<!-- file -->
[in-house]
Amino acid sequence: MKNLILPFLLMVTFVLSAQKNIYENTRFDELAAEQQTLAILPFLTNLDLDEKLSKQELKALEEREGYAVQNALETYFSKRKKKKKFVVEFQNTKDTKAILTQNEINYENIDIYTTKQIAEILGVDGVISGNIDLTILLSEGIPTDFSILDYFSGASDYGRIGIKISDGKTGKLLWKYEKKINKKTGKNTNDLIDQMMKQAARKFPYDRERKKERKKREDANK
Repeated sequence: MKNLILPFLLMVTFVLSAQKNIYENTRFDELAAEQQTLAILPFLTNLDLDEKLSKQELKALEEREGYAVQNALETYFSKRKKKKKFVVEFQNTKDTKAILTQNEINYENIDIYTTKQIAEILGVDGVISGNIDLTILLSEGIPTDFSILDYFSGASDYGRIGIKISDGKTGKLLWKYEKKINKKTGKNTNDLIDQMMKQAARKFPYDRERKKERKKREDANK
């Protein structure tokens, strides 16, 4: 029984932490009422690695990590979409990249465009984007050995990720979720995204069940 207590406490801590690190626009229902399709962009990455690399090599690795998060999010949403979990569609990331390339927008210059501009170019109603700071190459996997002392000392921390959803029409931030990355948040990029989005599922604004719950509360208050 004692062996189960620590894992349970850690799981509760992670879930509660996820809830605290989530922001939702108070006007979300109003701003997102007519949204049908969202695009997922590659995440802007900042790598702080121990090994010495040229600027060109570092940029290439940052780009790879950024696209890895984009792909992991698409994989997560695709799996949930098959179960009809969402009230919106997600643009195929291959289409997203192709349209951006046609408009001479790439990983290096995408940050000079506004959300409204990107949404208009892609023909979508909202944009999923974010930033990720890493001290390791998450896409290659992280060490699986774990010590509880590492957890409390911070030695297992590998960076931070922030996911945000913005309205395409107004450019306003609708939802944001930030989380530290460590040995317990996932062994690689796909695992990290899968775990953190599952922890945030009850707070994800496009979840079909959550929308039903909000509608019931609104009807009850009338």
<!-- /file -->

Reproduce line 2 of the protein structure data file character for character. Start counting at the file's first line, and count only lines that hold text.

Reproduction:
Amino acid sequence: MKNLILPFLLMVTFVLSAQKNIYENTRFDELAAEQQTLAILPFLTNLDLDEKLSKQELKALEEREGYAVQNALETYFSKRKKKKKFVVEFQNTKDTKAILTQNEINYENIDIYTTKQIAEILGVDGVISGNIDLTILLSEGIPTDFSILDYFSGASDYGRIGIKISDGKTGKLLWKYEKKINKKTGKNTNDLIDQMMKQAARKFPYDRERKKERKKREDANK